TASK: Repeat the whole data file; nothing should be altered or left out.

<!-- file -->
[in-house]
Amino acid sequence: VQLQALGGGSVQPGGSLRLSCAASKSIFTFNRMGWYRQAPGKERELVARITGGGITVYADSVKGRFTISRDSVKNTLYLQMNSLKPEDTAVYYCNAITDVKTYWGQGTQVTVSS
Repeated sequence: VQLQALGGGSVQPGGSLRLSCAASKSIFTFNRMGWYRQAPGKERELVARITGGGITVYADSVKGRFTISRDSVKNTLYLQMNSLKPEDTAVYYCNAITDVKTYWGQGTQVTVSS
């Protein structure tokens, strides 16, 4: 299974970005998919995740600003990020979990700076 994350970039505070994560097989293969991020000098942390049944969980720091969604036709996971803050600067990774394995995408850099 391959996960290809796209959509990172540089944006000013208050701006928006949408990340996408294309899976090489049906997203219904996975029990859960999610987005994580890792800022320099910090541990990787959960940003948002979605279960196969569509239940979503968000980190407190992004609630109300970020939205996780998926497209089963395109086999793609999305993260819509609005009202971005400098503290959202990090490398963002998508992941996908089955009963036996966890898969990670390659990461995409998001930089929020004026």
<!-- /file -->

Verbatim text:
[in-house]
Amino acid sequence: VQLQALGGGSVQPGGSLRLSCAASKSIFTFNRMGWYRQAPGKERELVARITGGGITVYADSVKGRFTISRDSVKNTLYLQMNSLKPEDTAVYYCNAITDVKTYWGQGTQVTVSS
Repeated sequence: VQLQALGGGSVQPGGSLRLSCAASKSIFTFNRMGWYRQAPGKERELVARITGGGITVYADSVKGRFTISRDSVKNTLYLQMNSLKPEDTAVYYCNAITDVKTYWGQGTQVTVSS
């Protein structure tokens, strides 16, 4: 299974970005998919995740600003990020979990700076 994350970039505070994560097989293969991020000098942390049944969980720091969604036709996971803050600067990774394995995408850099 391959996960290809796209959509990172540089944006000013208050701006928006949408990340996408294309899976090489049906997203219904996975029990859960999610987005994580890792800022320099910090541990990787959960940003948002979605279960196969569509239940979503968000980190407190992004609630109300970020939205996780998926497209089963395109086999793609999305993260819509609005009202971005400098503290959202990090490398963002998508992941996908089955009963036996966890898969990670390659990461995409998001930089929020004026």